Reasoning with Americans to save energy beyond the extent of which it impacts their wallets has been a slow process. But the recent oil catastrophe in the Gulf, alongside the ongoing debate on global warming will hopefully foster an expanding consciousness around fuel efficiency. Measuring altruistic motivation to buy green is not easy to segregate in the consumer market due to the adjunct direct fuel cost savings that products offer. Now, we may soon have a more pure measure from the passenger airline industry.
This morning's WSJ published an analysis of how airlines compare on fuel efficiency based upon data from the U.S. Department of Transportation. Their basis for comparison is seat miles per gallon of fuel, whether or not the seat is occupied. The Journal claims that "U.S. major airlines average about 64 mpg ... [or] For each gallon of jet fuel, airlines could, on average, fly one seat 64 miles." It's interesting that flying is far more fuel efficient than driving.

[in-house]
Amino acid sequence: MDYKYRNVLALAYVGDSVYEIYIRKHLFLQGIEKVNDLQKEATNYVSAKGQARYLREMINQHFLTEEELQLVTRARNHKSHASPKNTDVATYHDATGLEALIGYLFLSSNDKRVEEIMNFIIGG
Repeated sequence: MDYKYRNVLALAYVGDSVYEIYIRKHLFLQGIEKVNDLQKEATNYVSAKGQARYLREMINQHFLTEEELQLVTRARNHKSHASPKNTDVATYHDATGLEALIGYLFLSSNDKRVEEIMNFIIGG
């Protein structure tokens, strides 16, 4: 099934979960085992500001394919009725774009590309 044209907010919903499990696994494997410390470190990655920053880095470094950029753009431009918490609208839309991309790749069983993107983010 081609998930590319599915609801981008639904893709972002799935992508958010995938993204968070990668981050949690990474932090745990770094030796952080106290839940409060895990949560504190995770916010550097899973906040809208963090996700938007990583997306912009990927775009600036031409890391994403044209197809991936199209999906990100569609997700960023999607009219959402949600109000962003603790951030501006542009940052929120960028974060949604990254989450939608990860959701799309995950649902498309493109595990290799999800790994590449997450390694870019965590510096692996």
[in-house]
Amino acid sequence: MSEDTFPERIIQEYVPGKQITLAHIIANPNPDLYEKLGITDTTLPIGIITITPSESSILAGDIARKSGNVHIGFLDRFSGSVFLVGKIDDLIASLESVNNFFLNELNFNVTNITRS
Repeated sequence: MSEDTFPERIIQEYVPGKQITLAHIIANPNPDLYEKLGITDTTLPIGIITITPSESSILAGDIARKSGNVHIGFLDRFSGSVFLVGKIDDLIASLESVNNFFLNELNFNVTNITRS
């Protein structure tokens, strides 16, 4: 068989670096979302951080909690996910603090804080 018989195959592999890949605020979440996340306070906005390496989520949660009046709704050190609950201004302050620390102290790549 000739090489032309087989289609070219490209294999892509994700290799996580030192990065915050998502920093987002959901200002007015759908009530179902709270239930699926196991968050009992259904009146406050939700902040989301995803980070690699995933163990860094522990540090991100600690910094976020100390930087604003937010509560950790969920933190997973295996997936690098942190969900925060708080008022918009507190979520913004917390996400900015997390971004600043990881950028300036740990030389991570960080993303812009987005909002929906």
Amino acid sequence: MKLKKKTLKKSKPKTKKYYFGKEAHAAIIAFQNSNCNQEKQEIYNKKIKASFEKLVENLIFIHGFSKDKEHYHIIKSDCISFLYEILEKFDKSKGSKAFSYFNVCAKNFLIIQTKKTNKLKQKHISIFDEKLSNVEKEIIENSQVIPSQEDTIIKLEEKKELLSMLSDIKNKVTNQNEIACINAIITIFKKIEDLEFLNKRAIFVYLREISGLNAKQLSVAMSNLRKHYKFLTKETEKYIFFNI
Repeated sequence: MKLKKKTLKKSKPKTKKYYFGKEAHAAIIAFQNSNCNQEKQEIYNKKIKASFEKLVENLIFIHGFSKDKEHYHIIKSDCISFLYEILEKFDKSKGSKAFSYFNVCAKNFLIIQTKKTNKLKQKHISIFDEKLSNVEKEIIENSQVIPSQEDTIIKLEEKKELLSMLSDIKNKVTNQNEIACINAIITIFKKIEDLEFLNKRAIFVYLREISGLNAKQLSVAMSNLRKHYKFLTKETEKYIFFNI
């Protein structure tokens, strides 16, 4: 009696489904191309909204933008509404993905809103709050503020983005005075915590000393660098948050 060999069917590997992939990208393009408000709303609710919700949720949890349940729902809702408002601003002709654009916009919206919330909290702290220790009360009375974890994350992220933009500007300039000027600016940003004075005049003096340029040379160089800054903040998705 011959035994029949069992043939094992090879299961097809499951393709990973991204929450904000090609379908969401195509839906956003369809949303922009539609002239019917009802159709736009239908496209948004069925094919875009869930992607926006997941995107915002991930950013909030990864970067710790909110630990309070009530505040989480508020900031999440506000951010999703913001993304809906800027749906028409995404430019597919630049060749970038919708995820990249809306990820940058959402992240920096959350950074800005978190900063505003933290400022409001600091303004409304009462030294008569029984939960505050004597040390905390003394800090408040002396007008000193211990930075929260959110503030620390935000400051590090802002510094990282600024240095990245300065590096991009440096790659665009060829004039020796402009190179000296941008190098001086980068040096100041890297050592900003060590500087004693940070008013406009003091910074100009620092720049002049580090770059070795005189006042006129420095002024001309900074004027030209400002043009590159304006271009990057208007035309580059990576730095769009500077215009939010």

The article also states that "The three worst major U.S. carriers for fuel efficiency happen to be the three biggest: Delta, American and United airlines. [because] They fly the biggest planes, which aren't always more fuel efficient, and they have the oldest fleets." Alaska Airlines tops the list at 75.9 SM/G, Jet Blue is second at 71.1 SM/G and Continental and Southwest are a close third and fourth at about 69 SM/G.
We can hope that lower fuel cost per seat translates into lower fares among the most efficient airlines, but that's not likely to be a large factor in pricing. It remains to be seen whether or not these figures creep into airline advertising and also if consumers will weigh them when deciding where to spend their flying dollars along with reward programs, baggage fees and on-time performance.